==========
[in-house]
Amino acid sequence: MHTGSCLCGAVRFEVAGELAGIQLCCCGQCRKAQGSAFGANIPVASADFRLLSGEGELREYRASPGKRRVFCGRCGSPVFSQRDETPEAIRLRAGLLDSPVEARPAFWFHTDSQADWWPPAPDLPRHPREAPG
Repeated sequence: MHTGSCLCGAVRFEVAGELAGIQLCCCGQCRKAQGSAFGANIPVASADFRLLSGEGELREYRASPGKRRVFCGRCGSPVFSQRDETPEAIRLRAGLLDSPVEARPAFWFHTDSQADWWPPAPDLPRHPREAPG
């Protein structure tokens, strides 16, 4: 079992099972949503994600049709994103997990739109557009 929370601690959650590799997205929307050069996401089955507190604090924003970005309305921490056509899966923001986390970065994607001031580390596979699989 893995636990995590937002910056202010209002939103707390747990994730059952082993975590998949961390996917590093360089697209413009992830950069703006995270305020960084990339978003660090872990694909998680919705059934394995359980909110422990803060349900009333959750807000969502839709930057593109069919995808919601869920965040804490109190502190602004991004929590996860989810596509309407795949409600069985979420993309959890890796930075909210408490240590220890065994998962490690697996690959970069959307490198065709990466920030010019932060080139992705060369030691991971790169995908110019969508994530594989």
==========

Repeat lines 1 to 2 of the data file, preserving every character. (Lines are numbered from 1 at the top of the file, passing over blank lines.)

[in-house]
Amino acid sequence: MHTGSCLCGAVRFEVAGELAGIQLCCCGQCRKAQGSAFGANIPVASADFRLLSGEGELREYRASPGKRRVFCGRCGSPVFSQRDETPEAIRLRAGLLDSPVEARPAFWFHTDSQADWWPPAPDLPRHPREAPG